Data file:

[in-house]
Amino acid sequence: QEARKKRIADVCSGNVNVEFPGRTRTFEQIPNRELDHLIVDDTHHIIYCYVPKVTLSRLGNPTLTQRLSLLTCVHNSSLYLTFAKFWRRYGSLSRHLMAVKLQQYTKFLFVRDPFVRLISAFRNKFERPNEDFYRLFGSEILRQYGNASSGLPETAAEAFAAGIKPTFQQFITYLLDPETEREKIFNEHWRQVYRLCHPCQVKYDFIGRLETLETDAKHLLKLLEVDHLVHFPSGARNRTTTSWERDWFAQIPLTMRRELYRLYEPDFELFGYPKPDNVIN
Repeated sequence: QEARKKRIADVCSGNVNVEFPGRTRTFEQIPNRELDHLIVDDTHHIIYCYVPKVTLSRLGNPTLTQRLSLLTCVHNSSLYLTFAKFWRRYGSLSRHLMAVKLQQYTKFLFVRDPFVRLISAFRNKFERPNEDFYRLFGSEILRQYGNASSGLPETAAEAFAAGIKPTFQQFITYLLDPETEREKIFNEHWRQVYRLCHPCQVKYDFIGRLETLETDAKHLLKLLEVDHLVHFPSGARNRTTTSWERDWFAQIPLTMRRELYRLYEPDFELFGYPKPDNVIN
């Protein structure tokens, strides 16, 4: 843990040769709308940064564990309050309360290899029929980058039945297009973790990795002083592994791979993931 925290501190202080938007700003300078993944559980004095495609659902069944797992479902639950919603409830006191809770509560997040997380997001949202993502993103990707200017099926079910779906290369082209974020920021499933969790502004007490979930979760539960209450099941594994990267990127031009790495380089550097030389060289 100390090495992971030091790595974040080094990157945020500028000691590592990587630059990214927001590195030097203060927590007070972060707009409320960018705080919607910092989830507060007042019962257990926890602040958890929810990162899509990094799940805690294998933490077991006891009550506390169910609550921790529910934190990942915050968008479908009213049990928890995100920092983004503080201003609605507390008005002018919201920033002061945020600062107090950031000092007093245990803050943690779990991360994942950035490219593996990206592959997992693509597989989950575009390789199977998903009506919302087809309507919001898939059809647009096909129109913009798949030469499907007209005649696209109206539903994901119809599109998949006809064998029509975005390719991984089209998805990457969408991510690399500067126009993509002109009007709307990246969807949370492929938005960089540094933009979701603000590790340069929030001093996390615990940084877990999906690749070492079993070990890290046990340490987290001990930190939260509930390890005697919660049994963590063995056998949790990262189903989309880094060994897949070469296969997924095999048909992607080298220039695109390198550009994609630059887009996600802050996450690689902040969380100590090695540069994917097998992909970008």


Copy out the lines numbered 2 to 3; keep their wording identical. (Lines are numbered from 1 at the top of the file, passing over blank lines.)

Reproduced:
Amino acid sequence: QEARKKRIADVCSGNVNVEFPGRTRTFEQIPNRELDHLIVDDTHHIIYCYVPKVTLSRLGNPTLTQRLSLLTCVHNSSLYLTFAKFWRRYGSLSRHLMAVKLQQYTKFLFVRDPFVRLISAFRNKFERPNEDFYRLFGSEILRQYGNASSGLPETAAEAFAAGIKPTFQQFITYLLDPETEREKIFNEHWRQVYRLCHPCQVKYDFIGRLETLETDAKHLLKLLEVDHLVHFPSGARNRTTTSWERDWFAQIPLTMRRELYRLYEPDFELFGYPKPDNVIN
Repeated sequence: QEARKKRIADVCSGNVNVEFPGRTRTFEQIPNRELDHLIVDDTHHIIYCYVPKVTLSRLGNPTLTQRLSLLTCVHNSSLYLTFAKFWRRYGSLSRHLMAVKLQQYTKFLFVRDPFVRLISAFRNKFERPNEDFYRLFGSEILRQYGNASSGLPETAAEAFAAGIKPTFQQFITYLLDPETEREKIFNEHWRQVYRLCHPCQVKYDFIGRLETLETDAKHLLKLLEVDHLVHFPSGARNRTTTSWERDWFAQIPLTMRRELYRLYEPDFELFGYPKPDNVIN